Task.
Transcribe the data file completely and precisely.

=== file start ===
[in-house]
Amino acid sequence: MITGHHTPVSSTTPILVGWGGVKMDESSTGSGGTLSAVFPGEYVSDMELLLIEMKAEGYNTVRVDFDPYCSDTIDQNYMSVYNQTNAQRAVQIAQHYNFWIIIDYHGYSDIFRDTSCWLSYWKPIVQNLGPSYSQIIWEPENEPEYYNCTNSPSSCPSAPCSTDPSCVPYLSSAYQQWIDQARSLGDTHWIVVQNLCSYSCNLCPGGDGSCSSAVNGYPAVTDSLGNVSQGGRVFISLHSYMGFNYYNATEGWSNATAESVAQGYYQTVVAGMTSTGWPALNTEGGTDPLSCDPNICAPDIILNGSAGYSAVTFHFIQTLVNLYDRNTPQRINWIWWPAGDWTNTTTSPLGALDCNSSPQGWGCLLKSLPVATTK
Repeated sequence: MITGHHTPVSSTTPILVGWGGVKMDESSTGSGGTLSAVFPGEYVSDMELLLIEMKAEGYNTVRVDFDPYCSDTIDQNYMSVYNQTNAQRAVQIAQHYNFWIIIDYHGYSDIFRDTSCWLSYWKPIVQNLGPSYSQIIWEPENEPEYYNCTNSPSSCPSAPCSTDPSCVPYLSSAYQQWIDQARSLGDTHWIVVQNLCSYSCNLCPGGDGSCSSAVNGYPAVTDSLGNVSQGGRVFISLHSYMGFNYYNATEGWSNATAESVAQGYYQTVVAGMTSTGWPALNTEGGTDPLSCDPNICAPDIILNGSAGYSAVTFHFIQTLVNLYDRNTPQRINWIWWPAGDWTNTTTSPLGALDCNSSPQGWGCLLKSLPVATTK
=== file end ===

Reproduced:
[in-house]
Amino acid sequence: MITGHHTPVSSTTPILVGWGGVKMDESSTGSGGTLSAVFPGEYVSDMELLLIEMKAEGYNTVRVDFDPYCSDTIDQNYMSVYNQTNAQRAVQIAQHYNFWIIIDYHGYSDIFRDTSCWLSYWKPIVQNLGPSYSQIIWEPENEPEYYNCTNSPSSCPSAPCSTDPSCVPYLSSAYQQWIDQARSLGDTHWIVVQNLCSYSCNLCPGGDGSCSSAVNGYPAVTDSLGNVSQGGRVFISLHSYMGFNYYNATEGWSNATAESVAQGYYQTVVAGMTSTGWPALNTEGGTDPLSCDPNICAPDIILNGSAGYSAVTFHFIQTLVNLYDRNTPQRINWIWWPAGDWTNTTTSPLGALDCNSSPQGWGCLLKSLPVATTK
Repeated sequence: MITGHHTPVSSTTPILVGWGGVKMDESSTGSGGTLSAVFPGEYVSDMELLLIEMKAEGYNTVRVDFDPYCSDTIDQNYMSVYNQTNAQRAVQIAQHYNFWIIIDYHGYSDIFRDTSCWLSYWKPIVQNLGPSYSQIIWEPENEPEYYNCTNSPSSCPSAPCSTDPSCVPYLSSAYQQWIDQARSLGDTHWIVVQNLCSYSCNLCPGGDGSCSSAVNGYPAVTDSLGNVSQGGRVFISLHSYMGFNYYNATEGWSNATAESVAQGYYQTVVAGMTSTGWPALNTEGGTDPLSCDPNICAPDIILNGSAGYSAVTFHFIQTLVNLYDRNTPQRINWIWWPAGDWTNTTTSPLGALDCNSSPQGWGCLLKSLPVATTK